‘A welcome with tea and cake’: Making the most of your care home GP

Aileen Jackson is a senior project manager for the dementia and diabetes programmes at the Health Innovation Network (HIN), the Academic Health Science Network for South London @hinsouthlondon

AJ BLOG PICThe Health Innovation Network (HIN) for South London like the BGS has an active programme to work with care homes to learn about, share and spread and adopt good practice in South London. During our last biannual care home forum we held a quick fire Q&A session led by two South London GPs Dr Nwakuru Nwaogwugwu and Dr Charles Gostling asking the question ’How do you get the best out of your care home GP?’ Everyone agreed that a good common denominator was to ensure that the GP was welcomed with tea and cake hopefully prepared and baked by the care home residents.  The forum then set to work on developing the basis for really useful HIN guide for care and nursing homes to get the most out of their GP. It was acknowledged by all that sometimes the GP care home relationship can be quite fractured due to genuine pressures on both GPs and the care home sector and the lively and interactive discussion provided a platform to discuss problems for GPs and care homes such as time constraints, a lack of confidence, training issues, external pressures and staff retention. Continue reading

British Geriatrics Society comments on provision of GP services in Care Homes

BGS Logo CMYKFollowing today’s news that GP representatives of the British Medical Association have voted for a change in contractual arrangements, which may adversely affect their provision of services to care home residents, BGS President Professor David Oliver has made the following comments on behalf of the Society:

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Working with GPs and Care Home staff to reduce emergency hospital admissions

The poster by R Lisk, K Yeong, A Nasim, B Mandal, R Nari, Z Dhakam can be found at the BGS Conference in the exhibition space at stand number 76.shutterstock_45287182

Residents of Care Homes with Nursing tend to be frail, have multiple diagnoses and high levels of dependency.  This results in complex care needs. Many experience multiple admissions to hospital, often with long lengths of stay.

This initiative was aimed at reducing the number of emergency admissions to our Trust from local Care Homes with Nursing, by working in partnership with staff in the homes and local GPs.  The aim was to help provide more bespoke care for this vulnerable patient group, keeping them out of hospital whenever it was possible and appropriate to do so.  The project was also part of a Trust-wide response to the new emergency admission cap introduced through the National Operating Framework 2010/11. Continue reading

Only a minority of stroke victims are being seen by doctors within the recommended timeframe

Despite the recent FAST awareness campaign, just 8% of high-risk patients surveyed attended clinic within 24 hours of symptom-onsetshutterstock_115549357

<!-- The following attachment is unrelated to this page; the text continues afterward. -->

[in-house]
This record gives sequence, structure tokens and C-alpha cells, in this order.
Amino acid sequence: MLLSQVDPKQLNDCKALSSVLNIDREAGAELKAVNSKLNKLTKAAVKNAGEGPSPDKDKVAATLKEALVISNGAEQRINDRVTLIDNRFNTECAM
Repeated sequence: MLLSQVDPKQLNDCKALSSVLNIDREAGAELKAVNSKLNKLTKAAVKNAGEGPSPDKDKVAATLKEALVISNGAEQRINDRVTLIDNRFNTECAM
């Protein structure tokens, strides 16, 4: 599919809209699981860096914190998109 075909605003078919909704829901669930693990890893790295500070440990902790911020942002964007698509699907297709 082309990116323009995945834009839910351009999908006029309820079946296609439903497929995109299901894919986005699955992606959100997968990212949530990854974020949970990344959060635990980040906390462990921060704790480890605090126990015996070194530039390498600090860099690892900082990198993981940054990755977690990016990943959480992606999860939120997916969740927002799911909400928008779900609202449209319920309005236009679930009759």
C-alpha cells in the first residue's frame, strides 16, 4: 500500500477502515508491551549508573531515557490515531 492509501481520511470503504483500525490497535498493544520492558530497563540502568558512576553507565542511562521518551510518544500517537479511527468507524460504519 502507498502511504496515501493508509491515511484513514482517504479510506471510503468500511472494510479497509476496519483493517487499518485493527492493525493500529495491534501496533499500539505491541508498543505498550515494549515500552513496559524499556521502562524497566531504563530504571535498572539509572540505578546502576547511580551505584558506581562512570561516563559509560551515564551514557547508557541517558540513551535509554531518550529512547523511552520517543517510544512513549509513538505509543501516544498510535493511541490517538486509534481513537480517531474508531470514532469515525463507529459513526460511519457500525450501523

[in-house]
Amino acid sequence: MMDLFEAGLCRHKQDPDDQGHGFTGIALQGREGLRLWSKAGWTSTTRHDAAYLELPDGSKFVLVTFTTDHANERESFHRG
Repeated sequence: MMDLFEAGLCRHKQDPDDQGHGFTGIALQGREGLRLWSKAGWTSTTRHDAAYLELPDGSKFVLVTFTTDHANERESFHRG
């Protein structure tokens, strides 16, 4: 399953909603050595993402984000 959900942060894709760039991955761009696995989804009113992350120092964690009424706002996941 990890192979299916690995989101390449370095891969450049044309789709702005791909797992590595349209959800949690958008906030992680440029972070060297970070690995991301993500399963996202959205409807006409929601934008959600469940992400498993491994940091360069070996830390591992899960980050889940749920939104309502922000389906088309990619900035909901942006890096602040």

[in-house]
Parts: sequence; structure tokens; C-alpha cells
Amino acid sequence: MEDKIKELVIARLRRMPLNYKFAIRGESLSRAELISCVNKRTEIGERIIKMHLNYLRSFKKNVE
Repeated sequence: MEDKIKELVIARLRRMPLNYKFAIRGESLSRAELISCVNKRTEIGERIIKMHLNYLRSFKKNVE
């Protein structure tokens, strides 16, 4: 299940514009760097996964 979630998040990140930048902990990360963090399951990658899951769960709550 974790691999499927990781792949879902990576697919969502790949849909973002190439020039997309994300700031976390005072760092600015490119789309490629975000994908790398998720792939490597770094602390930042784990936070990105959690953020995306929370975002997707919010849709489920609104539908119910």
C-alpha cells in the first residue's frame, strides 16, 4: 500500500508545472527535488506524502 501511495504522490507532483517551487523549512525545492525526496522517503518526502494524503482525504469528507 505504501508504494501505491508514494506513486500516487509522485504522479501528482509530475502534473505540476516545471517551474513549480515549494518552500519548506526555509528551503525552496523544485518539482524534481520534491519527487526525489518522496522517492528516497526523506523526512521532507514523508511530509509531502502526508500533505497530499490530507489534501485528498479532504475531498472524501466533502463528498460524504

In a study, published in Age and Ageing, of over 270 patients newly diagnosed with minor strokes or transient ischaemic attack (TIA), only a minority sought medical help within the timeframe recommended by the Royal College of Physicians. This is despite the high profile FAST campaign, which was taking place at the time that the study was conducted. Continue reading

Move Aside, Geriatrician!

Keith Miller is a GP in Leeds and a member of Leeds West Clinical Commissioning Group. He tweets at @keester76shutterstock_98521136

We all know we have an ageing population. We stare with trepidation at the impending challenges of the ageing baby-boom generation, and the increasing numbers of people living with multiple long-term conditions. We also know that the NHS is developing through a time of unprecedented change, and the financial efficiencies it must realise require fundamental reorganisation of the way we have come to deliver services to our populations. Primary and community care are the answer. Continue reading

Healthcare for UK care home residents is broken. How should we go about fixing it?

Adam Gordon is a Consultant and Honorary Associate Professor in Medicine of Older People based in Nottingham, UK.  He also edits this blog.shutterstock_45287182

A lot of excellent practice takes place in care homes. This is contrary to the image portrayed in the lay media, where there seems to be near-universal agreement that long-term care in the UK is “broken”. The same media reveals less agreement about what aspects of long-term care, precisely, are broken.  Conversely, there is no shortage of suggestions about how one might go about fixing it.

Often overlooked in these discussions is the fact that healthcare provision to care home residents is the responsibility of the National Health Service.

Failure to meet the healthcare needs of residents must therefore reflect, to some extent, on the NHS and how it organises care for them.

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